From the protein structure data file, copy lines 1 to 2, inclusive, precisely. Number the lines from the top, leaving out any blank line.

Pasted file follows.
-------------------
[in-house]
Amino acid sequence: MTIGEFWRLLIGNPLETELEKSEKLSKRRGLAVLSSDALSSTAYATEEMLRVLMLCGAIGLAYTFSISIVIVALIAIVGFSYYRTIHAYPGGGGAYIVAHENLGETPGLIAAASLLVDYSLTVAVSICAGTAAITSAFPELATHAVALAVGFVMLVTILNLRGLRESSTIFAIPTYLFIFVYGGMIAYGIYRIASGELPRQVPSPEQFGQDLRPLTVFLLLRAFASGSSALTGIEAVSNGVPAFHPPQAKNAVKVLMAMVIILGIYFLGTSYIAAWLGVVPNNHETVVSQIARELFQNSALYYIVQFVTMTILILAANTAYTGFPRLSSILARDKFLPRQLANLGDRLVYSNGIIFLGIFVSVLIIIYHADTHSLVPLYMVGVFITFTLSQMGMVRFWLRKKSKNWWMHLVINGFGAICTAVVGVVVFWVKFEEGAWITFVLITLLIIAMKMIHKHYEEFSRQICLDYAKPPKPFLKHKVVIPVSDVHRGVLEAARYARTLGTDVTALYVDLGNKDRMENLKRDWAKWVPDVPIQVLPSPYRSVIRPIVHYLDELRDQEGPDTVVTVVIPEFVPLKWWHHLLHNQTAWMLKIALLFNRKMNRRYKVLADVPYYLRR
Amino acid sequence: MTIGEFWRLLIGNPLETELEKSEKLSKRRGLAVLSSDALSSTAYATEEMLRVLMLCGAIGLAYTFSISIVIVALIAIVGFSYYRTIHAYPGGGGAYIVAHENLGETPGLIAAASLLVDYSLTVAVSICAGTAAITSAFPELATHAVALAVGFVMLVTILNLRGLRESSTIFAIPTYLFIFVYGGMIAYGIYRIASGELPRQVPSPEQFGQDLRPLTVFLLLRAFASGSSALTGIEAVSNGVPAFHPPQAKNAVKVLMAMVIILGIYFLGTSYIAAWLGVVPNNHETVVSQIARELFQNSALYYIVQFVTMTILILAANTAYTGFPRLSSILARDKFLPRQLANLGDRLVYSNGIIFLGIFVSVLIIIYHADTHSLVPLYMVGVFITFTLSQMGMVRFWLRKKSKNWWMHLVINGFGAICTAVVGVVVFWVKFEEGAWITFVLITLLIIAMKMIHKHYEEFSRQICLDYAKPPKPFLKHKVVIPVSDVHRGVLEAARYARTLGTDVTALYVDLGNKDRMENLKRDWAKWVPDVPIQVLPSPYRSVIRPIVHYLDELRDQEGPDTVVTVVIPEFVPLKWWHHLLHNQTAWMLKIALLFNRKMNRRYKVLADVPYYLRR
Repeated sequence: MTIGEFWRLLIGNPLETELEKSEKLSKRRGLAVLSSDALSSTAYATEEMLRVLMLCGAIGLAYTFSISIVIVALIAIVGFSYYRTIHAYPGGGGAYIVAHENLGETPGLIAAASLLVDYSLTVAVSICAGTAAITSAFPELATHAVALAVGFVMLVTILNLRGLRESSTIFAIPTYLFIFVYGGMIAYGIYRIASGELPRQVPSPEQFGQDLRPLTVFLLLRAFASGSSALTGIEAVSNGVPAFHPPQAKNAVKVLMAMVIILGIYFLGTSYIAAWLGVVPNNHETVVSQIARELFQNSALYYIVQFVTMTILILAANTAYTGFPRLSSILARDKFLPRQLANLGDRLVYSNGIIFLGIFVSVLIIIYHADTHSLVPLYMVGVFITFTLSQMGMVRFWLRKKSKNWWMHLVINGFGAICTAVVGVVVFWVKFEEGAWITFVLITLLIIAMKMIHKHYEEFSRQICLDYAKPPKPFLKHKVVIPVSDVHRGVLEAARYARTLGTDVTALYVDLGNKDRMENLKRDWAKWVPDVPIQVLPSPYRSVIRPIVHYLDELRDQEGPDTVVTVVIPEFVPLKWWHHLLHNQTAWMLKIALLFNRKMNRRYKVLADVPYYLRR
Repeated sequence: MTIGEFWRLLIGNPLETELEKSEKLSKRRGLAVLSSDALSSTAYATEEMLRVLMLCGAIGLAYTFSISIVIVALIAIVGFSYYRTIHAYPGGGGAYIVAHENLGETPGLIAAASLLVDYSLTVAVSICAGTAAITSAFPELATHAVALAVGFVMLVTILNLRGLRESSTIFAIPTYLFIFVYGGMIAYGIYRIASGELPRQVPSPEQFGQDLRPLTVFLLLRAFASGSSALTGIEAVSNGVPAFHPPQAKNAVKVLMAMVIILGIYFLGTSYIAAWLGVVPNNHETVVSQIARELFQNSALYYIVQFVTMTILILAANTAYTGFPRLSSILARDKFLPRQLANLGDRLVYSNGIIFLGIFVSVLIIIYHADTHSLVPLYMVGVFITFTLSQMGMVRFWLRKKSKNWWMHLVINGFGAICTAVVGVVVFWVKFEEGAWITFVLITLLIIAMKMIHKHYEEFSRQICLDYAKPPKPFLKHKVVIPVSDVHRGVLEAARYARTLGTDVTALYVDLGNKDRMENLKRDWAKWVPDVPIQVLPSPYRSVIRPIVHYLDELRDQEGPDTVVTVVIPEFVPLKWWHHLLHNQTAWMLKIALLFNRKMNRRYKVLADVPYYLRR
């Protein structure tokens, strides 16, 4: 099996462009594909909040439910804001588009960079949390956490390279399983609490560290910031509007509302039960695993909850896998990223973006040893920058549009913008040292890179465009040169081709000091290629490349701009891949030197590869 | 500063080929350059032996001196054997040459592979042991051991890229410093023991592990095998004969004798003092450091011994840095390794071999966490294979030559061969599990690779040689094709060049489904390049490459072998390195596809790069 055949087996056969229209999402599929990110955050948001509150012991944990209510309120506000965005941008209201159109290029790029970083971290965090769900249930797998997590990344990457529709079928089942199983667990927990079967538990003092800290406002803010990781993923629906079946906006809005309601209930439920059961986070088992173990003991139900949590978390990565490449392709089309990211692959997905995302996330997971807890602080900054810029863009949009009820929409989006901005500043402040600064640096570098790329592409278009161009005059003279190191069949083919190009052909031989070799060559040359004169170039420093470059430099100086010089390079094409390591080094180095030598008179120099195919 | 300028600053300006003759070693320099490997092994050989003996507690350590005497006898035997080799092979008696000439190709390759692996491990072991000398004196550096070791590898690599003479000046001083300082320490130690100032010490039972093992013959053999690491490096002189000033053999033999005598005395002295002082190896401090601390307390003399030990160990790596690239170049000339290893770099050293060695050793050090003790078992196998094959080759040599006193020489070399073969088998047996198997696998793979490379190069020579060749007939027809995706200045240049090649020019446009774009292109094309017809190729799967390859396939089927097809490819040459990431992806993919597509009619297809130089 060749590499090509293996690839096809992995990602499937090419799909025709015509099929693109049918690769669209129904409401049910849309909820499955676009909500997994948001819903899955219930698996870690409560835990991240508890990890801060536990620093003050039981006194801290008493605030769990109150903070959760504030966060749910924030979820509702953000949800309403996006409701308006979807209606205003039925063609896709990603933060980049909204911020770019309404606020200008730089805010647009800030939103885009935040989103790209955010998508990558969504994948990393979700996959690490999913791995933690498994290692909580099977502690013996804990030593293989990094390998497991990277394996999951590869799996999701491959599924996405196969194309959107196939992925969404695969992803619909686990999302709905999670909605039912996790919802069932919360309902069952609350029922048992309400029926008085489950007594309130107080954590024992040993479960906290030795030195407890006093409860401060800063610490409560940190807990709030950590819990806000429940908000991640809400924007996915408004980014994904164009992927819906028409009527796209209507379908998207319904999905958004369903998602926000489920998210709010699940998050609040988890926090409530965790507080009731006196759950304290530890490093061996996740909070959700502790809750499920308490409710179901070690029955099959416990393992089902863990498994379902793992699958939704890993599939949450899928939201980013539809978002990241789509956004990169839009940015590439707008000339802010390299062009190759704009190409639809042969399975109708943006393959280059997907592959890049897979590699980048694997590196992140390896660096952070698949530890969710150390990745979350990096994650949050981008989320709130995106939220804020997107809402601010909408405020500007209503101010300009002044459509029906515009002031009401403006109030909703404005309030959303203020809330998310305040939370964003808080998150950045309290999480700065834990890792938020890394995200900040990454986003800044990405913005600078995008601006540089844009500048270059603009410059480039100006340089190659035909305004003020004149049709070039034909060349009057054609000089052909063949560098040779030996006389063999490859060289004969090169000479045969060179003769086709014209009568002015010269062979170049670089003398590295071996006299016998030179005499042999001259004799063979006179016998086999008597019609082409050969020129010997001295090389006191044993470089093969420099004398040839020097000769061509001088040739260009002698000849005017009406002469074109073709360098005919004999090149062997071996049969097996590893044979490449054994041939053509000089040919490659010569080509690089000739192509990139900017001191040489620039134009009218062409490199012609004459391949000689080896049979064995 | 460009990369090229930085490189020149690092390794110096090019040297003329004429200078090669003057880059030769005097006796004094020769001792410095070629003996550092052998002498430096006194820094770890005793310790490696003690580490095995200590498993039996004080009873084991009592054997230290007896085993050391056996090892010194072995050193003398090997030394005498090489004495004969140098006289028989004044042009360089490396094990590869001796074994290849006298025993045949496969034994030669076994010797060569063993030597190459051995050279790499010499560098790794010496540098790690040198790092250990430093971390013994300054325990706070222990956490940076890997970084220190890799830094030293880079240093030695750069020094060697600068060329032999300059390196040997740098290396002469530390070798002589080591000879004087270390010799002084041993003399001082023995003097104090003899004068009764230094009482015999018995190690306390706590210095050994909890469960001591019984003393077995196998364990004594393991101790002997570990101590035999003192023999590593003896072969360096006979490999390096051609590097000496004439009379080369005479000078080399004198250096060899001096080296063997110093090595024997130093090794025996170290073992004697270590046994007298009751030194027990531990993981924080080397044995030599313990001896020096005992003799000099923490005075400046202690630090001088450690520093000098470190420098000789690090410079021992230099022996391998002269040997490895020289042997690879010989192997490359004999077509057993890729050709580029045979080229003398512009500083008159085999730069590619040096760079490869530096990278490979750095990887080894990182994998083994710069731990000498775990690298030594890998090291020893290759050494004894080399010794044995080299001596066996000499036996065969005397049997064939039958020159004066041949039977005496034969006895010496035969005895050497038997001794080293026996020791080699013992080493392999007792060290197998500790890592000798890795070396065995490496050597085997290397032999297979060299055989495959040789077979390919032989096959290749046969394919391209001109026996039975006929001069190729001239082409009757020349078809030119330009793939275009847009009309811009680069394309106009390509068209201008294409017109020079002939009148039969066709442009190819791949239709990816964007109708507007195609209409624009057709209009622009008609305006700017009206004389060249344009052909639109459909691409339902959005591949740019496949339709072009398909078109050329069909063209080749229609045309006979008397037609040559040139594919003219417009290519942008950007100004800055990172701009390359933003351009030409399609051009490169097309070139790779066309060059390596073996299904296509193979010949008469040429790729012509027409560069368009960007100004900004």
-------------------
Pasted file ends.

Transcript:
[in-house]
Amino acid sequence: MTIGEFWRLLIGNPLETELEKSEKLSKRRGLAVLSSDALSSTAYATEEMLRVLMLCGAIGLAYTFSISIVIVALIAIVGFSYYRTIHAYPGGGGAYIVAHENLGETPGLIAAASLLVDYSLTVAVSICAGTAAITSAFPELATHAVALAVGFVMLVTILNLRGLRESSTIFAIPTYLFIFVYGGMIAYGIYRIASGELPRQVPSPEQFGQDLRPLTVFLLLRAFASGSSALTGIEAVSNGVPAFHPPQAKNAVKVLMAMVIILGIYFLGTSYIAAWLGVVPNNHETVVSQIARELFQNSALYYIVQFVTMTILILAANTAYTGFPRLSSILARDKFLPRQLANLGDRLVYSNGIIFLGIFVSVLIIIYHADTHSLVPLYMVGVFITFTLSQMGMVRFWLRKKSKNWWMHLVINGFGAICTAVVGVVVFWVKFEEGAWITFVLITLLIIAMKMIHKHYEEFSRQICLDYAKPPKPFLKHKVVIPVSDVHRGVLEAARYARTLGTDVTALYVDLGNKDRMENLKRDWAKWVPDVPIQVLPSPYRSVIRPIVHYLDELRDQEGPDTVVTVVIPEFVPLKWWHHLLHNQTAWMLKIALLFNRKMNRRYKVLADVPYYLRR